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Cycling Shoes


If you are either new to cycling or an avid cyclist who hasn't used a cycling-specific shoe before, you're probably loaded with questions. Have no fear, we're here for all of them. Maybe the most important question of all is, "what kind of shoe do I need for cycling?" Cycling Shoes

Most casual cyclists get by just fine with regular shoes and flat pedals. But if you are logging regular miles, training for an event, or simply looking to go faster and further with greater comfort, then the time is right to invest in a cycling shoe. What type of cycling shoe is ultimately dependent on what kind of bike you have, and how you want to ride it, as each style of shoe has a corresponding type of pedal. Together, they can take your riding experience to the next level.

Clipless?

Cycling Shoe Cleats

Cycling shoes that connect directly to the pedals through a cleat interface are called "clipless". While it may sound counterintuitive to what these systems actually do, their name comes from the elimination of the need for retro-style toe clips. Clipless pedals allow the rider to pedal with the most efficiency by connecting their feet directly to the pedals. There are a handful of different systems for you to choose from to match your riding preferences.

When you purchase a set of pedals, they will come with a set of cleats to match. However, cycling shoes do not come with ready-to-use cleats. You can learn more about how clipless pedals work and how to use them with a pair of cycling shoes in our Bicycle Pedal guide.

Road Cycling Shoes

Road Cycling Shoes

Road shoes are purely designed to maximize pedaling efficiency. They are built around stiff lower soles, usually made of nylon, carbon fiber, or a combination of the two materials, paired with a lightweight ventilated upper. On the soles, toward the forefront of the midfoot, there is a section for mounting cleats. Most road shoes use the 3-bolt mounting pattern, but some entry-level shoes will also have the 2-bolt SPD-style mount.

It's important to note that road shoes are not designed for off-the-bike use. With smooth, slick soles and protruding cleats, they can be uncomfortable (and at times precarious) to walk around in. With extensive use, your cleats will wear and will need to be replaced. Some brands make cleat covers to ease your cafe stops and lengthen the life of your cleats.

Triathlon Shoes

Triathlon Shoes

Triathlon shoes are a variation of road shoes that are designed for athletes competing in triathlon. They offer a balance between comfort for long rides and efficient power transfer. Triathlon shoes often have one or two easy-to-grab velcro straps for seamless transfers on-and-off the bike.

Mountain Bike and Gravel Cycling Shoes

MTB Shoes

If you're an off-road rider, you'll want a cycling shoe with a bit of bite for any hike-a-bike or sections you need to dismount. On MTB or gravel cycling shoes, the cleats are recessed to keep them clear of dirt and debris and make them easier for walking. The lowers will typically have a rubberized tread for added traction on soil or grass, and are designed to protect the shoe from rocks or hard surfaces. Virtually all MTB or gravel shoes use a 2-bolt pattern cleat.

Shoes Bottoms

However, not all mountain bike shoes are clipless. Many mountain bikers—along with cyclists from many other disciplines—prefer to use flat pedals for their wider surface area and freedom of movement. MTB shoes without cleats are thick and grippy with treads designed specifically to interface with the aggressive traction pins found on MTB pedals. These shoes aren't as efficient for pedaling, but they will keep your feet firmly planted when navigating rough terrain.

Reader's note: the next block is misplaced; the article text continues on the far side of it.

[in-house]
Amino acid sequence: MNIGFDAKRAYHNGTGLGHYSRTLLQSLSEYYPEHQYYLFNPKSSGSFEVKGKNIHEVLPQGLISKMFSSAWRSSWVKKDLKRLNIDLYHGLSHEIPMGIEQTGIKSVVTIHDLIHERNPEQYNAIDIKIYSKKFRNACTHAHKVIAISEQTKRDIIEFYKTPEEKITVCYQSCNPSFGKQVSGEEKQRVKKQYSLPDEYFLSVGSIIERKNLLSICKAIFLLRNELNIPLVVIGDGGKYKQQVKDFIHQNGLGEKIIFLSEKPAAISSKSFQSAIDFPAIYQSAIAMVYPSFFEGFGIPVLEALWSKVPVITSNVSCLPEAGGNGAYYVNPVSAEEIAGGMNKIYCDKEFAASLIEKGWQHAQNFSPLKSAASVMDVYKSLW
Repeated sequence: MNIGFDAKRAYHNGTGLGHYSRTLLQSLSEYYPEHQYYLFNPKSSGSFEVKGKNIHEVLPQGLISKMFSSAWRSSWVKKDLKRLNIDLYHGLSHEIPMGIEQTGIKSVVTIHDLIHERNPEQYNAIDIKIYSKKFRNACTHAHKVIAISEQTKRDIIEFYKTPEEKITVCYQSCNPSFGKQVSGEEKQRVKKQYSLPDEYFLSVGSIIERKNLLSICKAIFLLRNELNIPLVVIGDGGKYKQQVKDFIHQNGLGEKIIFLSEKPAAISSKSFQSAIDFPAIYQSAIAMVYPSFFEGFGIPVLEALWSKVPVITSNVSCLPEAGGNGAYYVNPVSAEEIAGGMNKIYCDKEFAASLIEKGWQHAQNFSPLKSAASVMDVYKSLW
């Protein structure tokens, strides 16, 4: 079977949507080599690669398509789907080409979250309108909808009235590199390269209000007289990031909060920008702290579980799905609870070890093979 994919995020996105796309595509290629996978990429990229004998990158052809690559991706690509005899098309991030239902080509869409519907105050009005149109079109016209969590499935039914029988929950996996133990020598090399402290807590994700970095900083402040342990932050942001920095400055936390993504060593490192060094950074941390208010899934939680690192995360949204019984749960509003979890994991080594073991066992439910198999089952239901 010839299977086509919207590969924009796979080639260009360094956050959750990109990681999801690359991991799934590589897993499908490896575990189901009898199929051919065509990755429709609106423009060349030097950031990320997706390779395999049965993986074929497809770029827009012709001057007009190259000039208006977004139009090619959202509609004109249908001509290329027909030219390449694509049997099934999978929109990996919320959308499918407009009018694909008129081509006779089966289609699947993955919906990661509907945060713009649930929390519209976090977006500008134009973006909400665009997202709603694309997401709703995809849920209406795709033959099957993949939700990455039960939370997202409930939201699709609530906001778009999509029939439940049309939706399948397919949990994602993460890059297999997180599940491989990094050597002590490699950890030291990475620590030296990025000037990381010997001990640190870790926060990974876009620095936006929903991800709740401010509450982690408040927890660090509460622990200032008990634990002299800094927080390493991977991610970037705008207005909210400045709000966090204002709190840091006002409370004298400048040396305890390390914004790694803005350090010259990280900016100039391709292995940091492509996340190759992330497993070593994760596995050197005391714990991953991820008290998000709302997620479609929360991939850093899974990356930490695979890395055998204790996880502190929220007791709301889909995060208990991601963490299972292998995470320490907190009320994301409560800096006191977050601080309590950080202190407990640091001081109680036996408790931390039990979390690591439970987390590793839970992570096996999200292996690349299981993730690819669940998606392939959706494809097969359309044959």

Winter Shoes

Winter Shoes

Don't let the elements keep you off the bike! If you live in colder climates or commute through the seasons, winter cycling shoes are a great solution to combat the elements. Most winter cycling shoes will be made for recessed MTB-style cleats with a treaded outer sole, however, some brands also produce a 3-bolt road cleat-specific winter shoe. The most significant benefit of choosing a winter cycling shoe is its wind and water resistance. Different models have varying levels of protection against the elements, but a common thread is the balance of insulation and breathability.

Commuting, Touring, and Leisure

So far we've discussed the two fundamental uses of a cycling shoe, but what about just getting from point a to point b? Whether you're riding 12 miles or 120 miles, touring or commuting cycling shoes are less focused on performance and more on comfort. Most shoes in this category also typically utilize a 2-bolt cleat pattern and are categorized as MTB shoes, but are more subtle with a design akin to an ordinary street shoe.

SPD Sandals

Of course, we can't forget the iconic cycling sandal optimized for both pedaling efficiency and leisure. Perfect for a long summer day in the saddle or a ride to the river for a dip!



While there are many kinds of cycling shoes to choose from, the best place to start is with what type of terrain you like to ride. No matter where or how you ride, cycling shoes are a great way to improve the experience of riding a bike. Shop all of the latest styles and accessories here!

Customer Service Representative at BikeTiresDirect

If you have further questions about the different kinds of cycling shoes available, please feel free to reach out to our customer service team at the hours listed below.


Happy riding!

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